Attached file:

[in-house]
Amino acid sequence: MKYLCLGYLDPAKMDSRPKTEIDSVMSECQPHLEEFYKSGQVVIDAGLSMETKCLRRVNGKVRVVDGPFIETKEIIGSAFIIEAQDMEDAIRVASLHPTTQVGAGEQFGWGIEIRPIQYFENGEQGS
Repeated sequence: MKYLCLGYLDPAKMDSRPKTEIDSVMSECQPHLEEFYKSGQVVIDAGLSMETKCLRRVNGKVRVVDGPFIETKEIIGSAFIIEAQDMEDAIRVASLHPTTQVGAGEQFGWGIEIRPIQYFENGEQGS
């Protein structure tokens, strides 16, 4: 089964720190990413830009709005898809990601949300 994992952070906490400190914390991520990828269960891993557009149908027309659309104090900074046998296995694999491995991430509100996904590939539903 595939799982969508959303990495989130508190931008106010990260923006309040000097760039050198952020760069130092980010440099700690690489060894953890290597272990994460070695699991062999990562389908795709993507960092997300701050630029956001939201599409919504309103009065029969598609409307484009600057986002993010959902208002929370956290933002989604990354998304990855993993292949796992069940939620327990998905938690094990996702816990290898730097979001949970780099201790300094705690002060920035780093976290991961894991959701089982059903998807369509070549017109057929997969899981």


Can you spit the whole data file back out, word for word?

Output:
[in-house]
Amino acid sequence: MKYLCLGYLDPAKMDSRPKTEIDSVMSECQPHLEEFYKSGQVVIDAGLSMETKCLRRVNGKVRVVDGPFIETKEIIGSAFIIEAQDMEDAIRVASLHPTTQVGAGEQFGWGIEIRPIQYFENGEQGS
Repeated sequence: MKYLCLGYLDPAKMDSRPKTEIDSVMSECQPHLEEFYKSGQVVIDAGLSMETKCLRRVNGKVRVVDGPFIETKEIIGSAFIIEAQDMEDAIRVASLHPTTQVGAGEQFGWGIEIRPIQYFENGEQGS
């Protein structure tokens, strides 16, 4: 089964720190990413830009709005898809990601949300 994992952070906490400190914390991520990828269960891993557009149908027309659309104090900074046998296995694999491995991430509100996904590939539903 595939799982969508959303990495989130508190931008106010990260923006309040000097760039050198952020760069130092980010440099700690690489060894953890290597272990994460070695699991062999990562389908795709993507960092997300701050630029956001939201599409919504309103009065029969598609409307484009600057986002993010959902208002929370956290933002989604990354998304990855993993292949796992069940939620327990998905938690094990996702816990290898730097979001949970780099201790300094705690002060920035780093976290991961894991959701089982059903998807369509070549017109057929997969899981």